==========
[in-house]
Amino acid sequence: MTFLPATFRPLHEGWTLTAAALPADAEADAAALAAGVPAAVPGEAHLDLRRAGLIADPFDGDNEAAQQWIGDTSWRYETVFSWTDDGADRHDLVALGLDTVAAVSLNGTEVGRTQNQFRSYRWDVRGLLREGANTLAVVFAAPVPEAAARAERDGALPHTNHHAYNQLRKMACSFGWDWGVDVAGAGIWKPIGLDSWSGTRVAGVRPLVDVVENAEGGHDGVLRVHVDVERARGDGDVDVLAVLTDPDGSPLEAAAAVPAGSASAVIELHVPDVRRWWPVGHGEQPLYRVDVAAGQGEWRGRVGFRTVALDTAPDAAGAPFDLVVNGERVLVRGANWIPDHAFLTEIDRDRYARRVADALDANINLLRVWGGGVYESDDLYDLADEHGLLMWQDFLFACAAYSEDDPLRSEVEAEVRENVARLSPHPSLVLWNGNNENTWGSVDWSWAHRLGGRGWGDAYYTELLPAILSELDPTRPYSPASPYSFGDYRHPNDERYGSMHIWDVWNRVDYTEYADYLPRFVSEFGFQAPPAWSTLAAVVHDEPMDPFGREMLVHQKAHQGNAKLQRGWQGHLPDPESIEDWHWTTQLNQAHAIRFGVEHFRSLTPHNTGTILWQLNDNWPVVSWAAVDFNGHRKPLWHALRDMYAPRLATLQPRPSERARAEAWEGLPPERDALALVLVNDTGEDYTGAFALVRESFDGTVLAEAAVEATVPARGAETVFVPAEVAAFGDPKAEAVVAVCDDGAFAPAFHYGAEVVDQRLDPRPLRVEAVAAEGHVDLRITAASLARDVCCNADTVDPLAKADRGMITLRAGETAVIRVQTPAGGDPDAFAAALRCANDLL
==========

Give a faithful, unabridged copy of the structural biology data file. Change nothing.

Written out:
[in-house]
Amino acid sequence: MTFLPATFRPLHEGWTLTAAALPADAEADAAALAAGVPAAVPGEAHLDLRRAGLIADPFDGDNEAAQQWIGDTSWRYETVFSWTDDGADRHDLVALGLDTVAAVSLNGTEVGRTQNQFRSYRWDVRGLLREGANTLAVVFAAPVPEAAARAERDGALPHTNHHAYNQLRKMACSFGWDWGVDVAGAGIWKPIGLDSWSGTRVAGVRPLVDVVENAEGGHDGVLRVHVDVERARGDGDVDVLAVLTDPDGSPLEAAAAVPAGSASAVIELHVPDVRRWWPVGHGEQPLYRVDVAAGQGEWRGRVGFRTVALDTAPDAAGAPFDLVVNGERVLVRGANWIPDHAFLTEIDRDRYARRVADALDANINLLRVWGGGVYESDDLYDLADEHGLLMWQDFLFACAAYSEDDPLRSEVEAEVRENVARLSPHPSLVLWNGNNENTWGSVDWSWAHRLGGRGWGDAYYTELLPAILSELDPTRPYSPASPYSFGDYRHPNDERYGSMHIWDVWNRVDYTEYADYLPRFVSEFGFQAPPAWSTLAAVVHDEPMDPFGREMLVHQKAHQGNAKLQRGWQGHLPDPESIEDWHWTTQLNQAHAIRFGVEHFRSLTPHNTGTILWQLNDNWPVVSWAAVDFNGHRKPLWHALRDMYAPRLATLQPRPSERARAEAWEGLPPERDALALVLVNDTGEDYTGAFALVRESFDGTVLAEAAVEATVPARGAETVFVPAEVAAFGDPKAEAVVAVCDDGAFAPAFHYGAEVVDQRLDPRPLRVEAVAAEGHVDLRITAASLARDVCCNADTVDPLAKADRGMITLRAGETAVIRVQTPAGGDPDAFAAALRCANDLL